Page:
To borrow from Roland Barthes: some languages are writerly and others are readerly. The choice is whether the speaker (written, vocal, or rude bodily noises) is responsible for the accuracy of the language and by extension for making the language unambiguously understandable for the reader, or if the language is sufficiently simplified that it forces the reader to be the arbiter of the author’s intent?
“Who” versus “Whom” is a good example. Do I immediately know “who” is committing the action and “whom” is being acted upon, or do I have to guess “who” is “who”?
When Othello says Desdemona is to die “presently”, he doesn’t mean “in a while” he means now – immediately. This ideally needs a gloss in printed versions of the play, to prevent misunderstanding: the meaning of the word has clearly changed considerably since Shakespeare’s day. How and why this change has come about, I do not know, but it’s a fair guess, I think, that it changed not because someone somewhere decreed the change, but because people who spoke and wrote in English began to use the word differently (possibly out of ignorance); and because this different usage soon caught on, and the older meaning of the word became obsolete. This may or may not be a loss to the English language: I would say it isn’t, but wouldn’t argue…
Two things: my favorite author has been and remains Alain Robbe-Grillet (see) and although I find many of the postmodern works fun and thought-provoking, I turn to the Nouveau Roman for its challenges outside of the traditional definition of a novel. Earlier I discussed Robbe-Grillet and also suggested that La Jealousie was my go-to, if not favorite, novel (see).
I was reading the poems published in a journal I receive regularly and was disappointed that they seemed, for the most part, strained and almost silly: I would say that the poet was trying too hard to be poetic and to write poems that are easily recognized as being poetical. There were, however, several example of non-standard poetry (very non-standard) that I enjoyed, if only for the form.
Now it should be understood that I spent most of my undergraduate and graduate education reading, analyzing, and discussing poetry (and drama later), so I am truly not adverse to the idea of a poem and secretly wish that poetry was more mainstream and available in this new century. Furthermore, I can take a volume of Keats or Donne or Ginsberg off the shelf and amaze myself that such powerful and often beautiful writing exists. But the current crop of ‘the typhoon of your kisses drips blood on my Post Toasties’ poets just aren’t doing it for me anymore. City Lights keeps my hopes up but some of the doggerel that gets published today makes me wonder.
What is going on?
Maybe poetry is spreading out and becoming more accessible outside of the literati and prone to the same continuum of quality and intelligence as is the world of prose? Obviously there are novels written for simple entertainment: bodice rippers, teen romances, formulaic westerns and science fiction, hard-boiled and fast-moving detectives, etc. These types of novels are appealing to read but we can expect them to have a short life and be replaced in our bookstores by newer titles that promise variety but more often are slightly stirred variations of all the titles that went before.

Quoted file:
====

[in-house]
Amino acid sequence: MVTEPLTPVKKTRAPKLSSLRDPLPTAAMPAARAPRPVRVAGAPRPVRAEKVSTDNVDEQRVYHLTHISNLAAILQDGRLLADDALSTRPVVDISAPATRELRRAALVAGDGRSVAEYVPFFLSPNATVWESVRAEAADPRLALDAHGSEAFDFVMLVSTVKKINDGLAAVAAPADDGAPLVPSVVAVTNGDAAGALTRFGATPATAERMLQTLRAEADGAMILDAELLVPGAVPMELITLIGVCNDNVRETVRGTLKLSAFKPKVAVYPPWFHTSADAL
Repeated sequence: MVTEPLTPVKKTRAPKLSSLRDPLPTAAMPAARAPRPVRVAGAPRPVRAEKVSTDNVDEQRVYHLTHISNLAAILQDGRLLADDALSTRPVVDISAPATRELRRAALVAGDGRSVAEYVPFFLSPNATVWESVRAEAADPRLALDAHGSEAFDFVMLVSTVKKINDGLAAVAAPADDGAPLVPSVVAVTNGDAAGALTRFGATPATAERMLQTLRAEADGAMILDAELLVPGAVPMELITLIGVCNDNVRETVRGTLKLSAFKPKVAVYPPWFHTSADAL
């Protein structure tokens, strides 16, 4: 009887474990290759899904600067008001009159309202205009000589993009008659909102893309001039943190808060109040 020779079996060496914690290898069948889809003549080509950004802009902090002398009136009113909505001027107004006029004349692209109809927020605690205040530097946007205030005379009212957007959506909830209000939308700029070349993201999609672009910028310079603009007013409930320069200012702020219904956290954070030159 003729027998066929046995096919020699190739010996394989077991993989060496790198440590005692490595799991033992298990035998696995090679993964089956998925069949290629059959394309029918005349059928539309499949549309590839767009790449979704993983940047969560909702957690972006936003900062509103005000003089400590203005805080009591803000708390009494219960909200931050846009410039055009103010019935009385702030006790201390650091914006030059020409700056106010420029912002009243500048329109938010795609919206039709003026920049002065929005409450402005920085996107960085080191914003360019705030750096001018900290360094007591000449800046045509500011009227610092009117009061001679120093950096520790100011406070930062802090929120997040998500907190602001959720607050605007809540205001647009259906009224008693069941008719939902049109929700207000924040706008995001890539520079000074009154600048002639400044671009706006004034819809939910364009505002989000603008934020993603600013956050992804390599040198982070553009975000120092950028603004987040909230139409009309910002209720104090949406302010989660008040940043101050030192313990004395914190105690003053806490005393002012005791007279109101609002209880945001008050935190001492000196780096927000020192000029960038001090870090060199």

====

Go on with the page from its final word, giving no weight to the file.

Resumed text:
Is poetry evolving into this same model: classics that have endured, contemporary examples that may show quality, and the rest which is targeted for the average reader seeking entertainment? I don’t know.
Paul Valéry defined the poet’s function and I agree (what do you think?):
A poet’s function … is not to experience the poetic state: that is a private affair. His function is to create it in others. … The man of genius is the one who infuses genius into me.
Many people consider poetry a personal, cathartic expression: the poet has such a level of experience and sentiment that the poet eases the pressure by creating a poem. The reader of the poem, then, is an observer of the poet’s condition. Valery doesn’t discount the poet’s condition, but he reverses the idea of a poem being cathartic, which wouldn’t even need a reader, to the idea of a poem being a way of conveying or sharing experience: an “educational” experience. This seems consistent with my exposure to the mechanics of creating poetry: some poets struggle with every line of the poem, every word; other poets write and rewrite the poem over and over in many different versions often with radically different variations. It’s the old inspiration vs. perspiration routine.
Writing poetry, despite the clichéd scenes in an early sixties movie, does not involve a garret, incense, or bongos; it is an artistic creation much like a symphony, an ivory statue, or a painting on the ceiling of a church; and like these other art forms, it is the artist’s way of getting the observer or reader to share in the same intense experience. It’s hard work and along the way the poet or painter may have a cathartic experience, but that is personal; the complete poem is turned over to the reader to be experienced.
Two things I notice about this view of the artist: first, there is an element of intention and second, the goal is to have the reader essentially duplicate the experience and not to have the reader attach his own personal, extra-textual experiences onto the poem. So on one side we break with the New Critics and on the other we conform. Furthermore, with apologies to Roland Barthes, the author is once again important.
I like that: but I’m just musing this fine afternoon and may go walk barefoot on my new carpet for a while …
I would be remiss if I didn’t comment on the state of poetry as it pertains to country music and overpriced greeting cards … no, I can’t do it … way too painful.